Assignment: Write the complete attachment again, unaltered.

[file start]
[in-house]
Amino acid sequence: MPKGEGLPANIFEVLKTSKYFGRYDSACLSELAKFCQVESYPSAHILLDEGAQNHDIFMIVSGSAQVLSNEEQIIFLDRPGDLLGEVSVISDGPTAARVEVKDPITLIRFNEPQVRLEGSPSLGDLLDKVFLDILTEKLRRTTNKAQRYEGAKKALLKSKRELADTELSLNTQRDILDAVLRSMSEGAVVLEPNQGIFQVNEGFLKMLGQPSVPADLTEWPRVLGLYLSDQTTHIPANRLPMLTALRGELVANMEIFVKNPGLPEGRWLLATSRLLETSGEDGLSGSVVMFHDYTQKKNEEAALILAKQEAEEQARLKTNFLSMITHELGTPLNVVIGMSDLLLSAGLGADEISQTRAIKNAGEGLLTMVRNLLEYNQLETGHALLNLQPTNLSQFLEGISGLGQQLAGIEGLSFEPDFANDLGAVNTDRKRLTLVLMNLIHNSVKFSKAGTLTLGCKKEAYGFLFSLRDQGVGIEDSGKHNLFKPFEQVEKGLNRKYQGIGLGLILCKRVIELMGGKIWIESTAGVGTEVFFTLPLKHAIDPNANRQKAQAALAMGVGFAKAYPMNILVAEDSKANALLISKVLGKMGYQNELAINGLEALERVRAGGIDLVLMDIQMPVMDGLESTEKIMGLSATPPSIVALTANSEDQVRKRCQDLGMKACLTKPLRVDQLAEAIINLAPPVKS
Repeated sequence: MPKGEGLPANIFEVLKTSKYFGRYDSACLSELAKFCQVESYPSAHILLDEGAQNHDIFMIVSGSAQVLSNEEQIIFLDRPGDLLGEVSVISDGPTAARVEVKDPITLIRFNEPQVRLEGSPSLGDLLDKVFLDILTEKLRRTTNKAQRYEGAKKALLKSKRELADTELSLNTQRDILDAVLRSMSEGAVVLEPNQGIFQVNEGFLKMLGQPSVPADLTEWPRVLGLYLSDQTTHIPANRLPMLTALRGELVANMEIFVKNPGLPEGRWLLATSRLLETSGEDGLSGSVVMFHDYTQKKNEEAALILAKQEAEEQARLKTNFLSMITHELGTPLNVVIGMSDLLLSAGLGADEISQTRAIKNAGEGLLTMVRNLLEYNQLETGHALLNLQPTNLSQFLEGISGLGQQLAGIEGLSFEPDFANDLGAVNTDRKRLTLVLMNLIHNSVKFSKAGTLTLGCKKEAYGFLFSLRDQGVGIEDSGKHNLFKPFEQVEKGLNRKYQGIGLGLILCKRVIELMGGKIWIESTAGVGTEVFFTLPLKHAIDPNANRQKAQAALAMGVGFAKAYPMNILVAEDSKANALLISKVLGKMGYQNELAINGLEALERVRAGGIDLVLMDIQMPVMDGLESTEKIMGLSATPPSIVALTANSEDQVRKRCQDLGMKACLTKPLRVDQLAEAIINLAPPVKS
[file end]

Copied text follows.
[in-house]
Amino acid sequence: MPKGEGLPANIFEVLKTSKYFGRYDSACLSELAKFCQVESYPSAHILLDEGAQNHDIFMIVSGSAQVLSNEEQIIFLDRPGDLLGEVSVISDGPTAARVEVKDPITLIRFNEPQVRLEGSPSLGDLLDKVFLDILTEKLRRTTNKAQRYEGAKKALLKSKRELADTELSLNTQRDILDAVLRSMSEGAVVLEPNQGIFQVNEGFLKMLGQPSVPADLTEWPRVLGLYLSDQTTHIPANRLPMLTALRGELVANMEIFVKNPGLPEGRWLLATSRLLETSGEDGLSGSVVMFHDYTQKKNEEAALILAKQEAEEQARLKTNFLSMITHELGTPLNVVIGMSDLLLSAGLGADEISQTRAIKNAGEGLLTMVRNLLEYNQLETGHALLNLQPTNLSQFLEGISGLGQQLAGIEGLSFEPDFANDLGAVNTDRKRLTLVLMNLIHNSVKFSKAGTLTLGCKKEAYGFLFSLRDQGVGIEDSGKHNLFKPFEQVEKGLNRKYQGIGLGLILCKRVIELMGGKIWIESTAGVGTEVFFTLPLKHAIDPNANRQKAQAALAMGVGFAKAYPMNILVAEDSKANALLISKVLGKMGYQNELAINGLEALERVRAGGIDLVLMDIQMPVMDGLESTEKIMGLSATPPSIVALTANSEDQVRKRCQDLGMKACLTKPLRVDQLAEAIINLAPPVKS
Repeated sequence: MPKGEGLPANIFEVLKTSKYFGRYDSACLSELAKFCQVESYPSAHILLDEGAQNHDIFMIVSGSAQVLSNEEQIIFLDRPGDLLGEVSVISDGPTAARVEVKDPITLIRFNEPQVRLEGSPSLGDLLDKVFLDILTEKLRRTTNKAQRYEGAKKALLKSKRELADTELSLNTQRDILDAVLRSMSEGAVVLEPNQGIFQVNEGFLKMLGQPSVPADLTEWPRVLGLYLSDQTTHIPANRLPMLTALRGELVANMEIFVKNPGLPEGRWLLATSRLLETSGEDGLSGSVVMFHDYTQKKNEEAALILAKQEAEEQARLKTNFLSMITHELGTPLNVVIGMSDLLLSAGLGADEISQTRAIKNAGEGLLTMVRNLLEYNQLETGHALLNLQPTNLSQFLEGISGLGQQLAGIEGLSFEPDFANDLGAVNTDRKRLTLVLMNLIHNSVKFSKAGTLTLGCKKEAYGFLFSLRDQGVGIEDSGKHNLFKPFEQVEKGLNRKYQGIGLGLILCKRVIELMGGKIWIESTAGVGTEVFFTLPLKHAIDPNANRQKAQAALAMGVGFAKAYPMNILVAEDSKANALLISKVLGKMGYQNELAINGLEALERVRAGGIDLVLMDIQMPVMDGLESTEKIMGLSATPPSIVALTANSEDQVRKRCQDLGMKACLTKPLRVDQLAEAIINLAPPVKS